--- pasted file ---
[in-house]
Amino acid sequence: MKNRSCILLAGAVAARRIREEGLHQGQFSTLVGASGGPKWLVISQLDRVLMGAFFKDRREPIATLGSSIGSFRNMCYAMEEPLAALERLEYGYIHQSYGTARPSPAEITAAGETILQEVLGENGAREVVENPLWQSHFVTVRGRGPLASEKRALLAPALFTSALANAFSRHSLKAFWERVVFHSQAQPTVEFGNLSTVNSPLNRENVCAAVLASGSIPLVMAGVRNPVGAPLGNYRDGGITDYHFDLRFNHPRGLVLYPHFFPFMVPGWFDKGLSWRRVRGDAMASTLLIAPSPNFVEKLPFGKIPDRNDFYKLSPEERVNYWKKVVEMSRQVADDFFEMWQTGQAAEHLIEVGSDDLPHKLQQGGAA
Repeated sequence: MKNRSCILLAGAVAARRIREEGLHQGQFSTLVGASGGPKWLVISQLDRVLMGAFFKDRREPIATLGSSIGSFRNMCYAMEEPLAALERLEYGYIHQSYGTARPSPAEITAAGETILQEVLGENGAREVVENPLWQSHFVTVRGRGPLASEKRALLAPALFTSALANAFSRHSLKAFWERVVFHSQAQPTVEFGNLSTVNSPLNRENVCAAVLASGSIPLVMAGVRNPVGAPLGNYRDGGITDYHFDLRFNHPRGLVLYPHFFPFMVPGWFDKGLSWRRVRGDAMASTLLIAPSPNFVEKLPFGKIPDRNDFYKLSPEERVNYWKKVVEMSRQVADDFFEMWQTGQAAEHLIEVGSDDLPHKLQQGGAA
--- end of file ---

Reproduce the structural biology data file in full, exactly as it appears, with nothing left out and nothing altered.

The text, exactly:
[in-house]
Amino acid sequence: MKNRSCILLAGAVAARRIREEGLHQGQFSTLVGASGGPKWLVISQLDRVLMGAFFKDRREPIATLGSSIGSFRNMCYAMEEPLAALERLEYGYIHQSYGTARPSPAEITAAGETILQEVLGENGAREVVENPLWQSHFVTVRGRGPLASEKRALLAPALFTSALANAFSRHSLKAFWERVVFHSQAQPTVEFGNLSTVNSPLNRENVCAAVLASGSIPLVMAGVRNPVGAPLGNYRDGGITDYHFDLRFNHPRGLVLYPHFFPFMVPGWFDKGLSWRRVRGDAMASTLLIAPSPNFVEKLPFGKIPDRNDFYKLSPEERVNYWKKVVEMSRQVADDFFEMWQTGQAAEHLIEVGSDDLPHKLQQGGAA
Repeated sequence: MKNRSCILLAGAVAARRIREEGLHQGQFSTLVGASGGPKWLVISQLDRVLMGAFFKDRREPIATLGSSIGSFRNMCYAMEEPLAALERLEYGYIHQSYGTARPSPAEITAAGETILQEVLGENGAREVVENPLWQSHFVTVRGRGPLASEKRALLAPALFTSALANAFSRHSLKAFWERVVFHSQAQPTVEFGNLSTVNSPLNRENVCAAVLASGSIPLVMAGVRNPVGAPLGNYRDGGITDYHFDLRFNHPRGLVLYPHFFPFMVPGWFDKGLSWRRVRGDAMASTLLIAPSPNFVEKLPFGKIPDRNDFYKLSPEERVNYWKKVVEMSRQVADDFFEMWQTGQAAEHLIEVGSDDLPHKLQQGGAA